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IBEW Union electricians. A cultural study by Jessica Brown. What is culture?.

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ibew union electricians

IBEW Union electricians

A cultural study by Jessica Brown

what is culture
What is culture?

This is a cultural model, based off of Edward Tylor’s definition of culture: “Culture is that complex whole which includes knowledge, belief, art, morals, law, custom, and any other capabilities and habits acquired by man as a member of society.”

Basically, our learned thoughts and beliefs shape who we are, and what our culture is.

a little background
A little background…
  • Unions have been a part of our country’s history since the end of the Civil War.
  • They began as one response to modern industrial economy.
  • The idea behind unions is organization of the laborers in order to gain power in the workplace.
  • They wanted to have regulated pay, work hours, and to have a political voice.
  • Though unions today have less influence than they once did, there are still a few very notable unions in the workforce.
international brotherhood of electrical workers
international brotherhood of electrical workers

IBEW, for short. This union represents men and women electricians. There are many companies that you know that are part of the IBEW, such as Cache Valley Electric and Wasatch Electric. Most large electrical companies in Utah employ union workers. My informant, Derek Brown, currently works for Cache Valley. He is a part of Local 354, which is the section of the union for our area.

the electrician s cultural diagram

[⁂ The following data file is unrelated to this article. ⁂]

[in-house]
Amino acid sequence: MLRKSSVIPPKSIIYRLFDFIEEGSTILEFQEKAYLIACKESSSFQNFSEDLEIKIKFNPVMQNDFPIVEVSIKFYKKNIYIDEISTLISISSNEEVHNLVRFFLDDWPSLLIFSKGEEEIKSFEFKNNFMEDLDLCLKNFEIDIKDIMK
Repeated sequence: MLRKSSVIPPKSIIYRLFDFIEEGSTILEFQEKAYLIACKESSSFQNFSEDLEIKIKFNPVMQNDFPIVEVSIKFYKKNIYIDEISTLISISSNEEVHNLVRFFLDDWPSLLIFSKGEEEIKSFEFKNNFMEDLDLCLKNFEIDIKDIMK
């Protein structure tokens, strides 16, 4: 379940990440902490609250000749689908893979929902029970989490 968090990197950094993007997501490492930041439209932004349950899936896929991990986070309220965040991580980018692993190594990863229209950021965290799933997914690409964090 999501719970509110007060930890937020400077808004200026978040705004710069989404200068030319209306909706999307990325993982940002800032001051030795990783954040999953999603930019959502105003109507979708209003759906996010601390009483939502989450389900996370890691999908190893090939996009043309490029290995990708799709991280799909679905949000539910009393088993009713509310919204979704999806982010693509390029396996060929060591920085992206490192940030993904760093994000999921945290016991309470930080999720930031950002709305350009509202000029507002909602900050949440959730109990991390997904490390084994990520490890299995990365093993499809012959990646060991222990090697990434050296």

theElectrician’s cultural diagram

The main belief that stands out among members of the IBEW is a strong emphasis on the Brotherhood. They believe that, because a person is in the Union with them, they are like brothers. They should be treated as such. This leads them to act like family, helping and supporting each other on and off the job site.

hierarchy of electricians
Hierarchy of electricians
  • A materials handler is usually a person that works on the job site, but has not yet been accepted in to the apprenticeship.
  • The apprentices are the bottom of the ladder. They are in a five year program to become Journeymen, and each year they earn more respect in the trade. (ex. First year apprentices aren’t as cool as third or fourth years.)
  • Journeymen are the next level up. They have completed their apprenticeship and are now in charge of the apprentices.
  • Foremen are in charge of groups of journeymen and apprentices on a job.
  • A general foreman is the next level up, and is over a group of foremen.
  • The superintendent is the “head honcho” of the job. They are in charge of everything.
  • There are also corporate level hierarchies, but these are the positions we will focus on.

The main theme of the IBEW union is brotherhood. It is the belief that the people in your union are like family. One brother helps another to the best of his abilities. They stick together in every situation, from strikes to Labor Day celebrations.